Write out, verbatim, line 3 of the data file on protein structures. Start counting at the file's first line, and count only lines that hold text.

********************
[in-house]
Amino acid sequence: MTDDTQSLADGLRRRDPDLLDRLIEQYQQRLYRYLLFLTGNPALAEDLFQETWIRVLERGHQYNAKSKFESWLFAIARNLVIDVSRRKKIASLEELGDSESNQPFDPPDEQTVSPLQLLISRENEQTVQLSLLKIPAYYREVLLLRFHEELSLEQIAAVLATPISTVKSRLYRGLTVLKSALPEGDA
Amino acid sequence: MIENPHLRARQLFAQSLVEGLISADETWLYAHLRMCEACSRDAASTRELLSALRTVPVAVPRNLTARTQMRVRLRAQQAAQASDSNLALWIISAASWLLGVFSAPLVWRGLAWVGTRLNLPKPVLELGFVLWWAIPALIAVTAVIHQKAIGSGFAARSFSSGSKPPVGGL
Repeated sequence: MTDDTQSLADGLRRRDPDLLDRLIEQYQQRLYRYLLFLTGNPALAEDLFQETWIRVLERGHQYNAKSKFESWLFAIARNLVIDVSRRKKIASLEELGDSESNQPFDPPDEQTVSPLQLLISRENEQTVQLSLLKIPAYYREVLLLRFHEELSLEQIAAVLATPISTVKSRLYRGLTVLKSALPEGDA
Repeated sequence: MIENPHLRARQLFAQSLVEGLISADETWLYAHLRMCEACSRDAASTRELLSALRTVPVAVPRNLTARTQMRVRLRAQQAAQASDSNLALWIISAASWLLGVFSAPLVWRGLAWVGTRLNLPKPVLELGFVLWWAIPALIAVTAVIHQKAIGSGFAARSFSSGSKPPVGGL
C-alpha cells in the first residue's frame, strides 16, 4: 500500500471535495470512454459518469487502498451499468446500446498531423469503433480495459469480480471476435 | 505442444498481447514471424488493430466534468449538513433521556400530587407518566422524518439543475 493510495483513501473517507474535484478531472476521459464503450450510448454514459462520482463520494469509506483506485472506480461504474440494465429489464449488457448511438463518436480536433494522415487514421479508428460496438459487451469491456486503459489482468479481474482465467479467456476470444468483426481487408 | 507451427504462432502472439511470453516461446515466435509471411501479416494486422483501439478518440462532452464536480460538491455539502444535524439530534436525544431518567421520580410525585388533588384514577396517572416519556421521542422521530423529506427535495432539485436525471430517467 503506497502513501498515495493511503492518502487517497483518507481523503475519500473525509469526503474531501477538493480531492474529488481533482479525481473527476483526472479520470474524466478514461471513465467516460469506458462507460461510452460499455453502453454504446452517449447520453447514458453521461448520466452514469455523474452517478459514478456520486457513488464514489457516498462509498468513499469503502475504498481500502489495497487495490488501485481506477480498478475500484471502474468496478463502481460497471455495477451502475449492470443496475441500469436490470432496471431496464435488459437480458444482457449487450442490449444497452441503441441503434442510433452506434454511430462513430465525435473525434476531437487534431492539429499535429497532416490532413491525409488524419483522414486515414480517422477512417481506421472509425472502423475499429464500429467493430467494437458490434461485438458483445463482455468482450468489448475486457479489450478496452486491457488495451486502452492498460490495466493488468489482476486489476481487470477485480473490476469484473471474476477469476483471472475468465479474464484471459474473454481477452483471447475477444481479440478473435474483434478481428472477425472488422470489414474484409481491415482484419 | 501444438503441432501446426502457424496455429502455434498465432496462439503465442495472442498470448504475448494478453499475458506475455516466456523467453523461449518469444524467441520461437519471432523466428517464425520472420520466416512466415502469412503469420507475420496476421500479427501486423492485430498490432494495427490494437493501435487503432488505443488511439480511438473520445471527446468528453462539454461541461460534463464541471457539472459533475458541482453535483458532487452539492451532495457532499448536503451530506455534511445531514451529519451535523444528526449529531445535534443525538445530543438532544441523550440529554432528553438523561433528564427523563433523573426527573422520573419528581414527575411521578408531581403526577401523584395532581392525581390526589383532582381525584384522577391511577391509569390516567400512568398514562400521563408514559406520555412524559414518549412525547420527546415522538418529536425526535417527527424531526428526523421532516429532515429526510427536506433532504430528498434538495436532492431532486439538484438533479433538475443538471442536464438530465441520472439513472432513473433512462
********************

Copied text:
Amino acid sequence: MIENPHLRARQLFAQSLVEGLISADETWLYAHLRMCEACSRDAASTRELLSALRTVPVAVPRNLTARTQMRVRLRAQQAAQASDSNLALWIISAASWLLGVFSAPLVWRGLAWVGTRLNLPKPVLELGFVLWWAIPALIAVTAVIHQKAIGSGFAARSFSSGSKPPVGGL